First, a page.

The Software IP Report

Federal Circuit Defines Scope of Reasonably Pertinent Analogous Art

By Nathan Smith

Categories: 35 U.S.C. §§ 102, 103, The Software IP Report

The Federal Circuit vacated a PTAB decision reversing the examiner’s obviousness rejection under 35 U.S.C. § 103 of patent claims directed to “a fire prevention and suppression system that prevents and extinguishes fire using breathable air” because the PTAB “erred in its analogous art analysis.” Airbus S.A.S. v. Firepass Corp., No. 2019-1803 (Fed. Cir. 2019) (See U.S. Patent No. 6,418,752). The court found that the PTAB declined “to consider record evidence relied on…to demonstrate the knowledge and perspective of a person of ordinary skill in the art at the time of the invention.”

The ‘752 patent disclosed providing “a low-oxygen (‘hypoxic’) but normal pressure (‘normbaric’) atmosphere” in enclosed facilities so “fires are suppressed while humans can continue to breathe.” During an inter partes reexaminaAirbus v Firepasstion, the examiner rejected the claims as obvious in view of U.S. Patent No. 5,799,652 (Kotliar), which discloses “equipment for providing hypoxic air in an enclosed area for the purposes of athletic training or therapy.” Firepass appealed this rejection asserting that Kotliar was not analogous art.

As the court notes, “[t]wo separate tests define the scope of analogous prior art: “‘(1) whether the art is from the same field of endeavor, regardless of the problem addressed and, (2) if the reference is not within the field of the inventor’s endeavor, whether the reference still is reasonably pertinent to the particular problem with which the inventor is involved.’” The PTAB concluded that “Kotliar does not qualify as prior art under either of these two tests.” The PTAB reversed the examiner’s rejection explaining that “‘there is no articulated rational underpinning that sufficiently links the problem of fire suppression/prevention confronting the inventor’ of the ‘752 patent to the invention disclosed in Kotliar, ‘which is directed to human therapy, wellness, and physical training.’”

When applying the “field of endeavor” test, the PTAB, in citing the titles, claims, and written descriptions of the ‘752 patent and the ‘652 patent, concluded that the field of endeavor of the ‘752 patent is “‘devices and methods for fire prevention/suppression,’” and the field of endeavor of the ‘652 patent is “‘human therapy, wellness, and physical training.’” Further, the PTAB concluded that “‘Kotliar cannot reasonably be said to be within the field of endeavor’ of the ‘752 patent because “the term ‘fire’ does not appear at all in Kotliar.” The court affirmed the PTAB’s “field of endeavor” determination because concluding Kotliar was in the field of endeavor of fire prevention would “defy “common sense” and the “reality of the circumstances” that a factfinder must consider in determining the field of endeavor.” In re Bigio, 381 F.3d 1320, 1326 (Fed. Cir. 2004).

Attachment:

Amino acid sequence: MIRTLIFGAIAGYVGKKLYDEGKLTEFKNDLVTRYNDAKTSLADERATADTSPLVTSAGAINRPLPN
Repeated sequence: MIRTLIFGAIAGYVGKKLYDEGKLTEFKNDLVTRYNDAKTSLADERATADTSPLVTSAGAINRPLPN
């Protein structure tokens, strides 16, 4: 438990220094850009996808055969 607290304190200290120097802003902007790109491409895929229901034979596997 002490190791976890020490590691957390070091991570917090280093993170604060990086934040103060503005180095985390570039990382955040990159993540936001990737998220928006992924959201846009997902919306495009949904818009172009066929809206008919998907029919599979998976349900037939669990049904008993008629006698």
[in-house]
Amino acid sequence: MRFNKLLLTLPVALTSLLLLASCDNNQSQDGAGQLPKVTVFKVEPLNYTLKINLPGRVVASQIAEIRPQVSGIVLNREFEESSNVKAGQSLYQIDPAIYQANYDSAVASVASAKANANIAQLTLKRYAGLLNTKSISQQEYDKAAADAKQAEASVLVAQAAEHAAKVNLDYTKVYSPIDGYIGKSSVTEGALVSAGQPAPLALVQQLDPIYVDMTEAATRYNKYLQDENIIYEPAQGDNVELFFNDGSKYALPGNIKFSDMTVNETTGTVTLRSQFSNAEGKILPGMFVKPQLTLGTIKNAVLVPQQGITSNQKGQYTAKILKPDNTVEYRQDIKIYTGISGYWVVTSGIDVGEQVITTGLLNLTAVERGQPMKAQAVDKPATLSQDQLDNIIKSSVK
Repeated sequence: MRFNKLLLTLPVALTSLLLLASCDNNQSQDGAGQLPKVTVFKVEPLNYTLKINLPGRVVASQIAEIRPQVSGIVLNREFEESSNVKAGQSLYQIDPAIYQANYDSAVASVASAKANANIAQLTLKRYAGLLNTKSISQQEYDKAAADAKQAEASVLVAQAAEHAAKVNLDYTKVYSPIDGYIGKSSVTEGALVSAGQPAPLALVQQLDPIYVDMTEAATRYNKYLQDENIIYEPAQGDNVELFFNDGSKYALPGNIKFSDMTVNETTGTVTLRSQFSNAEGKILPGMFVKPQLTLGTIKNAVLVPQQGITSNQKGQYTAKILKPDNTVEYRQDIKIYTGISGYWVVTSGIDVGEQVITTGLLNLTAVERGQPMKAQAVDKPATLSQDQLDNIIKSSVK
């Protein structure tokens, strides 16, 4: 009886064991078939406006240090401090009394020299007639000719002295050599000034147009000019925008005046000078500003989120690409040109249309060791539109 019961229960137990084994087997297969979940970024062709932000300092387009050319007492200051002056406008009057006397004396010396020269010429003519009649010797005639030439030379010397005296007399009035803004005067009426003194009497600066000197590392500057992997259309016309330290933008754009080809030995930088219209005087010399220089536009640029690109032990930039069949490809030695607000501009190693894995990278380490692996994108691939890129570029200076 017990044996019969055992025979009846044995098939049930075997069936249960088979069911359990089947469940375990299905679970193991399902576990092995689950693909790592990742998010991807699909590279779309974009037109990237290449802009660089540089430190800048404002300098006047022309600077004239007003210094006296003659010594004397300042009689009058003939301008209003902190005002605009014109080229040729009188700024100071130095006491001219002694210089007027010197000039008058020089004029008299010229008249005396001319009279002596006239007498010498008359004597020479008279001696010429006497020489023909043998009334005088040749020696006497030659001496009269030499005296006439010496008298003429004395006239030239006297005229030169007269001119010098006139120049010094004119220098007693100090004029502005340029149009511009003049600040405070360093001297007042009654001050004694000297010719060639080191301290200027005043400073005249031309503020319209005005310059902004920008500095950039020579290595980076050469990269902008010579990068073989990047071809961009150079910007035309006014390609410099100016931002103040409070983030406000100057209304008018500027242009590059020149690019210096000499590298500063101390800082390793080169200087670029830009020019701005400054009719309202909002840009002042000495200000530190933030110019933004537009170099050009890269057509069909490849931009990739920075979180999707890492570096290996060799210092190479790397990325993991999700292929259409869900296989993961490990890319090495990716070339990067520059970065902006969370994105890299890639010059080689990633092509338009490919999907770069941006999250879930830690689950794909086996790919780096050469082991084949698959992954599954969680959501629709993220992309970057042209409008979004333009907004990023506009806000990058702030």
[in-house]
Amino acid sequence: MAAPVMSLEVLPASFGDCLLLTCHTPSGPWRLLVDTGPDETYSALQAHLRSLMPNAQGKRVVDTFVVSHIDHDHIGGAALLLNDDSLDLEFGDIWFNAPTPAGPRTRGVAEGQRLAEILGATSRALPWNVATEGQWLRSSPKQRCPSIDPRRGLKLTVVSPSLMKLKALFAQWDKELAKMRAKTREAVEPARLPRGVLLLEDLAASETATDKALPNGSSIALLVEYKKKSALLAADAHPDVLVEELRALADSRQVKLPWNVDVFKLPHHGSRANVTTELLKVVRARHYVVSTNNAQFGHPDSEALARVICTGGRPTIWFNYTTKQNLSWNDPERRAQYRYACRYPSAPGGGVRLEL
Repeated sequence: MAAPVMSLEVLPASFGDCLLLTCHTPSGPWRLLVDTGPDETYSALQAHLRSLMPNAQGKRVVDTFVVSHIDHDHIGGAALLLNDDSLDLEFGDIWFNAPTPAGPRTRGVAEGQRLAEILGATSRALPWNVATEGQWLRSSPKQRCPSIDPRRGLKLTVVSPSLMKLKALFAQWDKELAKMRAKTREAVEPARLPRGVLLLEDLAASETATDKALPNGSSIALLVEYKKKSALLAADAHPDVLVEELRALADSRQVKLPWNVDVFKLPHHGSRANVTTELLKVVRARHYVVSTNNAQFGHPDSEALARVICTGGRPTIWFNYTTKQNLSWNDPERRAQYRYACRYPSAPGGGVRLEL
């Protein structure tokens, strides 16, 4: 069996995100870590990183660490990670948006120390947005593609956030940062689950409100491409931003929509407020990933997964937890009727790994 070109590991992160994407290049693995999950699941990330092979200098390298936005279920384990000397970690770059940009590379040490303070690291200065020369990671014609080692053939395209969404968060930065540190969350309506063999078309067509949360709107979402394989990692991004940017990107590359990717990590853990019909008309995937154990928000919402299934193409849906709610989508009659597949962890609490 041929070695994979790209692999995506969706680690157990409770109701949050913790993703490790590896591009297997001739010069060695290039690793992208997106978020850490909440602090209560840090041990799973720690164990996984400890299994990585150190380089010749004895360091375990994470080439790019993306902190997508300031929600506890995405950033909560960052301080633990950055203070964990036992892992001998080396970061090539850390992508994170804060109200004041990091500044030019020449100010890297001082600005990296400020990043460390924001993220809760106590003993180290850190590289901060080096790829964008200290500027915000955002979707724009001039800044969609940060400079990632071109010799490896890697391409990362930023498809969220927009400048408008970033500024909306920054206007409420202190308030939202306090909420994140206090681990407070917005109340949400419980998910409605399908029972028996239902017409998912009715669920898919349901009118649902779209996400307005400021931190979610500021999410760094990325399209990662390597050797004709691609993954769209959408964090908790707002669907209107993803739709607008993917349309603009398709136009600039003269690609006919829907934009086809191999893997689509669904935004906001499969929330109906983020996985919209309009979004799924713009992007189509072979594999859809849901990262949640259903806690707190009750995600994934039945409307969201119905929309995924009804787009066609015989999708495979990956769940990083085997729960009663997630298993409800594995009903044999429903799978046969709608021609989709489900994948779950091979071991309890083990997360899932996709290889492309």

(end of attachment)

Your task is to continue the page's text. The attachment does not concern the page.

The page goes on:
Turning to the “reasonably pertinent” test, Airbus argued that four prior art references “establish[ed] that the use of normbaric hypoxic atmospheres in enclosed environments was well-known in the art of fire prevention and suppression at the time of the invention.” The court noted that the PTAB “refused to consider [the four references] because they were ‘not cited or applied in the proposed rejection’” despite “the four references [being] considered by the examiner as part of other obviousness combinations.” The court also noted that, similar to the motivation to combine references in Randall Manufacturing v. Rea, 733 F.3d 1355 (Fed. Cir. 2013), analogous art is a “factual inquir[y] underpinning an obviousness determination that takes into account the knowledge and perspective of an ordinarily skilled artisan.” As such, the court held “an analysis of whether an asserted reference is analogous art should take into account any relevant evidence in the record cited by the parties to demonstrate the knowledge and perspective of a person of ordinary skill in the art.” In view of the prior art references, the court determined “[t]hese references could lead a reasonable factfinder to conclude that an ordinarily skilled artisan in the field of fire prevention and suppression would have looked to Kotliar for its disclosure of a hypoxic room, even though Kotliar itself is outside the field of endeavor.” Accordingly, the court vacated the PTAB’s decision and remanded for an analogous art analysis because the PTAB erred in its analysis of the “reasonably pertinent” test.

Lessons for Practice

As we saw in Smartdoor Holdings, the field of analogous art is fairly wide. This case appears to have expanded the field of analogous art even further by clarifying that the factfinder must consider “any relevant evidence in the record cited by the parties” and not merely references used to support a rejection of the claim. As such, successfully arguing to disqualify a prior art reference as non-analogous art looks to be even more challenging in light of this Federal Circuit decision.